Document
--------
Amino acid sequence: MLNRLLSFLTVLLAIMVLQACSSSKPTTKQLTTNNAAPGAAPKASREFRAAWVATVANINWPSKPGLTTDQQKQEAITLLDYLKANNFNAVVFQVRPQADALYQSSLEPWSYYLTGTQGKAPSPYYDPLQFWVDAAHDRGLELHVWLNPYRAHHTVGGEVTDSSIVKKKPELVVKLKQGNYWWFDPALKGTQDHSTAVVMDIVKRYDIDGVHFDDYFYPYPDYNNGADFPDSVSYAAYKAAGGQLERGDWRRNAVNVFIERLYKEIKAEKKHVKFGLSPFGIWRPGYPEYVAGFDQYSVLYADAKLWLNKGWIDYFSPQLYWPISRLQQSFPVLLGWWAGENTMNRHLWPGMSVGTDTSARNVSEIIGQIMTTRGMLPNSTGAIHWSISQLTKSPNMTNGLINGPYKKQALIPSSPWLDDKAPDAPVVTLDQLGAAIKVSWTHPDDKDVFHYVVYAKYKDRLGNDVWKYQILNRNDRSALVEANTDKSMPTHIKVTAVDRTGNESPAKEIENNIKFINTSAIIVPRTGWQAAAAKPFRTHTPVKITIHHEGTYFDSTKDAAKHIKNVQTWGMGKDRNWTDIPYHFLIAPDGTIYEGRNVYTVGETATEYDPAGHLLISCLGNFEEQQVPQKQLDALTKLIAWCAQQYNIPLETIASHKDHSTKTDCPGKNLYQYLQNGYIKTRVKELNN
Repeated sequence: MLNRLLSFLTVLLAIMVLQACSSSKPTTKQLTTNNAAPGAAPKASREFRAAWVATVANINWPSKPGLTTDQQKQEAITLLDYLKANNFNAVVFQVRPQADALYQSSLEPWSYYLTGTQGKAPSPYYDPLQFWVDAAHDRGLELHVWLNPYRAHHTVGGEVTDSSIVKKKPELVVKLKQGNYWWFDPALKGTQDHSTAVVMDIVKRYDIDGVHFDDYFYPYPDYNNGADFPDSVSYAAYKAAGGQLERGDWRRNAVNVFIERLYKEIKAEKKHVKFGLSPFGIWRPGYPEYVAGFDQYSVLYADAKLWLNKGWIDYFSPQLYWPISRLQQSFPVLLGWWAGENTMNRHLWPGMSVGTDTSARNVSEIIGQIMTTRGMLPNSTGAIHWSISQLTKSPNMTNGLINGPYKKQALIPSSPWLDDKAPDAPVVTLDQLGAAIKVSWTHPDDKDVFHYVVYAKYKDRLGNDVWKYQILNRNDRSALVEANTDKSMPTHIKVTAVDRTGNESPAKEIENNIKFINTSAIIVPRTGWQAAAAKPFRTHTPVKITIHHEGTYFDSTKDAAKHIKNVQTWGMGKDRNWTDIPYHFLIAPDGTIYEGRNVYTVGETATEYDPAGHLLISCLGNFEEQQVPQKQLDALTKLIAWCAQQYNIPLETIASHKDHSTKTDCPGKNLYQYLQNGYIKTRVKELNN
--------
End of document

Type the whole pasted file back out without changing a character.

Amino acid sequence: MLNRLLSFLTVLLAIMVLQACSSSKPTTKQLTTNNAAPGAAPKASREFRAAWVATVANINWPSKPGLTTDQQKQEAITLLDYLKANNFNAVVFQVRPQADALYQSSLEPWSYYLTGTQGKAPSPYYDPLQFWVDAAHDRGLELHVWLNPYRAHHTVGGEVTDSSIVKKKPELVVKLKQGNYWWFDPALKGTQDHSTAVVMDIVKRYDIDGVHFDDYFYPYPDYNNGADFPDSVSYAAYKAAGGQLERGDWRRNAVNVFIERLYKEIKAEKKHVKFGLSPFGIWRPGYPEYVAGFDQYSVLYADAKLWLNKGWIDYFSPQLYWPISRLQQSFPVLLGWWAGENTMNRHLWPGMSVGTDTSARNVSEIIGQIMTTRGMLPNSTGAIHWSISQLTKSPNMTNGLINGPYKKQALIPSSPWLDDKAPDAPVVTLDQLGAAIKVSWTHPDDKDVFHYVVYAKYKDRLGNDVWKYQILNRNDRSALVEANTDKSMPTHIKVTAVDRTGNESPAKEIENNIKFINTSAIIVPRTGWQAAAAKPFRTHTPVKITIHHEGTYFDSTKDAAKHIKNVQTWGMGKDRNWTDIPYHFLIAPDGTIYEGRNVYTVGETATEYDPAGHLLISCLGNFEEQQVPQKQLDALTKLIAWCAQQYNIPLETIASHKDHSTKTDCPGKNLYQYLQNGYIKTRVKELNN
Repeated sequence: MLNRLLSFLTVLLAIMVLQACSSSKPTTKQLTTNNAAPGAAPKASREFRAAWVATVANINWPSKPGLTTDQQKQEAITLLDYLKANNFNAVVFQVRPQADALYQSSLEPWSYYLTGTQGKAPSPYYDPLQFWVDAAHDRGLELHVWLNPYRAHHTVGGEVTDSSIVKKKPELVVKLKQGNYWWFDPALKGTQDHSTAVVMDIVKRYDIDGVHFDDYFYPYPDYNNGADFPDSVSYAAYKAAGGQLERGDWRRNAVNVFIERLYKEIKAEKKHVKFGLSPFGIWRPGYPEYVAGFDQYSVLYADAKLWLNKGWIDYFSPQLYWPISRLQQSFPVLLGWWAGENTMNRHLWPGMSVGTDTSARNVSEIIGQIMTTRGMLPNSTGAIHWSISQLTKSPNMTNGLINGPYKKQALIPSSPWLDDKAPDAPVVTLDQLGAAIKVSWTHPDDKDVFHYVVYAKYKDRLGNDVWKYQILNRNDRSALVEANTDKSMPTHIKVTAVDRTGNESPAKEIENNIKFINTSAIIVPRTGWQAAAAKPFRTHTPVKITIHHEGTYFDSTKDAAKHIKNVQTWGMGKDRNWTDIPYHFLIAPDGTIYEGRNVYTVGETATEYDPAGHLLISCLGNFEEQQVPQKQLDALTKLIAWCAQQYNIPLETIASHKDHSTKTDCPGKNLYQYLQNGYIKTRVKELNN